This is not to say that these are necessarily useless trends. No, most often they have something to offer, provide new unexpected ways of understanding and illuminating the complexities of the world. Trends are trends, neither inherently bad nor good. They are what they are. However, there is a fine balance that needs to be critically tackled. Not everybody talking about it knows what he or she is talking about, nor should everybody talk about it just because it is a trend. Not everything can or should be applied to whatever topic. The tendency to apply the right thinkers and right movements gets in the way of the critical work itself. Whenever we encounter these trendy topics we should listen carefully. Why does it get referenced to, what does it have to offer to the topic in question and why now?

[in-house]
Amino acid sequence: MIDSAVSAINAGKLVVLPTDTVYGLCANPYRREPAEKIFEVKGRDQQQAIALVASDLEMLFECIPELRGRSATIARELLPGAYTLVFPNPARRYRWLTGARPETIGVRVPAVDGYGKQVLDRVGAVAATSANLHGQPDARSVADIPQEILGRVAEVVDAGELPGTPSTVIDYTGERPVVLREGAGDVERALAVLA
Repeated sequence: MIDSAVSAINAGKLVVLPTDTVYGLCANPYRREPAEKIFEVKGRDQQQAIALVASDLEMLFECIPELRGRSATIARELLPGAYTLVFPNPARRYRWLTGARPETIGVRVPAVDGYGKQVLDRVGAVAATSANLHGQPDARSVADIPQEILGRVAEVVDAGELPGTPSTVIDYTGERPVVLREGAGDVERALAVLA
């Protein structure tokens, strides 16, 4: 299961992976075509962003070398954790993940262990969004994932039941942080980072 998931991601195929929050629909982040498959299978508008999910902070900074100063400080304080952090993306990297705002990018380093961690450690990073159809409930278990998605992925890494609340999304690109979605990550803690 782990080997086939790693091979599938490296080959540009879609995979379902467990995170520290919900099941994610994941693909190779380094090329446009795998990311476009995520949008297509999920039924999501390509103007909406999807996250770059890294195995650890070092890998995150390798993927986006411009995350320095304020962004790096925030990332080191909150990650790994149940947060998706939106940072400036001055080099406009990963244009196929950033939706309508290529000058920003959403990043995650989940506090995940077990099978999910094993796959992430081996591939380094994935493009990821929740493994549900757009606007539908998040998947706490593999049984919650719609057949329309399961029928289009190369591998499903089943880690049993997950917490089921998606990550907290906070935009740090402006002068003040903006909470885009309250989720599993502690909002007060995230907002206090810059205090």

In what follows I’ll introduce one of these trending theoretical topics that seems to be on a lot of peoples minds right now. Far from being an expert, the aim here is merely to dig into the surface of some of the academic trends that I see circulating and heavily talked about these days. No more, no less.
Following a one day workshop at Goldsmiths University three years ago, speculative realism has become an umbrella term for an intellectual movement within continental philosophy that attempts at favouring distinct forms of realism against the traditional idealism of privileging human beings in the ontology and epistemology of the world.
The movement refers originally to the four thinkers – Graham Harman, Ray Brassier, Iain Hamilton Grant and Quentin Meillassoux – who came together at Goldsmiths in their united antipathy towards ‘correlationism’, the view that thought cannot have access to things-in-themselves, only to things as they appear to human beings.